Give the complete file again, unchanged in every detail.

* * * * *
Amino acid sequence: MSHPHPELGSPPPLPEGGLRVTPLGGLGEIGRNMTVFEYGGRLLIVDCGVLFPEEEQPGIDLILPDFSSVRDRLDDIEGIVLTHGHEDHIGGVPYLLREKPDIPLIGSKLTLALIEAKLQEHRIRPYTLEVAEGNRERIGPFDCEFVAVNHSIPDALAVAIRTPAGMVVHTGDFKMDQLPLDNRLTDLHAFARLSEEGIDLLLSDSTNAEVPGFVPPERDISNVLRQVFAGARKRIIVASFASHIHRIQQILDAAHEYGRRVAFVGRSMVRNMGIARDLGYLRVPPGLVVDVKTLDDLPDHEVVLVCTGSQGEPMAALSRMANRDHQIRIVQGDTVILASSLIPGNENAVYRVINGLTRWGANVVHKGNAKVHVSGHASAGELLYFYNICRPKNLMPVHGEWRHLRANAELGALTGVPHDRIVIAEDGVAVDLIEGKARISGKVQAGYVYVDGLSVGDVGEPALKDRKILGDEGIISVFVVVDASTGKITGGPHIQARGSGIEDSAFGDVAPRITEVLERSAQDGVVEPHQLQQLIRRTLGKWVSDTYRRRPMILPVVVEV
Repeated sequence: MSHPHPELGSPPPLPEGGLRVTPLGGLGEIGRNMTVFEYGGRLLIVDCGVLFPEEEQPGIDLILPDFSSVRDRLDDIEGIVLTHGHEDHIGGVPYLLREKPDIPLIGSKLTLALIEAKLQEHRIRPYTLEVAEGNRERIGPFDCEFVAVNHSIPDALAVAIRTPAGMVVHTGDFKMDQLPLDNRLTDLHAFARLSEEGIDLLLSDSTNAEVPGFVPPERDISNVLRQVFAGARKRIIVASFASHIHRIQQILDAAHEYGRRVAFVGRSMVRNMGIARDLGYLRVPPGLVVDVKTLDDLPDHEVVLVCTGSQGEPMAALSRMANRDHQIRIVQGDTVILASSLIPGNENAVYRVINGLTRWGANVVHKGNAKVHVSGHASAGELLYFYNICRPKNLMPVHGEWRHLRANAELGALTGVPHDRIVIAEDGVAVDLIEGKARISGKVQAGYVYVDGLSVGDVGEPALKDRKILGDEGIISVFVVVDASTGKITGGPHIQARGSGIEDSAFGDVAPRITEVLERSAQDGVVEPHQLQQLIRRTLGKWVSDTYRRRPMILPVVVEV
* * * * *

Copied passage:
Amino acid sequence: MSHPHPELGSPPPLPEGGLRVTPLGGLGEIGRNMTVFEYGGRLLIVDCGVLFPEEEQPGIDLILPDFSSVRDRLDDIEGIVLTHGHEDHIGGVPYLLREKPDIPLIGSKLTLALIEAKLQEHRIRPYTLEVAEGNRERIGPFDCEFVAVNHSIPDALAVAIRTPAGMVVHTGDFKMDQLPLDNRLTDLHAFARLSEEGIDLLLSDSTNAEVPGFVPPERDISNVLRQVFAGARKRIIVASFASHIHRIQQILDAAHEYGRRVAFVGRSMVRNMGIARDLGYLRVPPGLVVDVKTLDDLPDHEVVLVCTGSQGEPMAALSRMANRDHQIRIVQGDTVILASSLIPGNENAVYRVINGLTRWGANVVHKGNAKVHVSGHASAGELLYFYNICRPKNLMPVHGEWRHLRANAELGALTGVPHDRIVIAEDGVAVDLIEGKARISGKVQAGYVYVDGLSVGDVGEPALKDRKILGDEGIISVFVVVDASTGKITGGPHIQARGSGIEDSAFGDVAPRITEVLERSAQDGVVEPHQLQQLIRRTLGKWVSDTYRRRPMILPVVVEV
Repeated sequence: MSHPHPELGSPPPLPEGGLRVTPLGGLGEIGRNMTVFEYGGRLLIVDCGVLFPEEEQPGIDLILPDFSSVRDRLDDIEGIVLTHGHEDHIGGVPYLLREKPDIPLIGSKLTLALIEAKLQEHRIRPYTLEVAEGNRERIGPFDCEFVAVNHSIPDALAVAIRTPAGMVVHTGDFKMDQLPLDNRLTDLHAFARLSEEGIDLLLSDSTNAEVPGFVPPERDISNVLRQVFAGARKRIIVASFASHIHRIQQILDAAHEYGRRVAFVGRSMVRNMGIARDLGYLRVPPGLVVDVKTLDDLPDHEVVLVCTGSQGEPMAALSRMANRDHQIRIVQGDTVILASSLIPGNENAVYRVINGLTRWGANVVHKGNAKVHVSGHASAGELLYFYNICRPKNLMPVHGEWRHLRANAELGALTGVPHDRIVIAEDGVAVDLIEGKARISGKVQAGYVYVDGLSVGDVGEPALKDRKILGDEGIISVFVVVDASTGKITGGPHIQARGSGIEDSAFGDVAPRITEVLERSAQDGVVEPHQLQQLIRRTLGKWVSDTYRRRPMILPVVVEV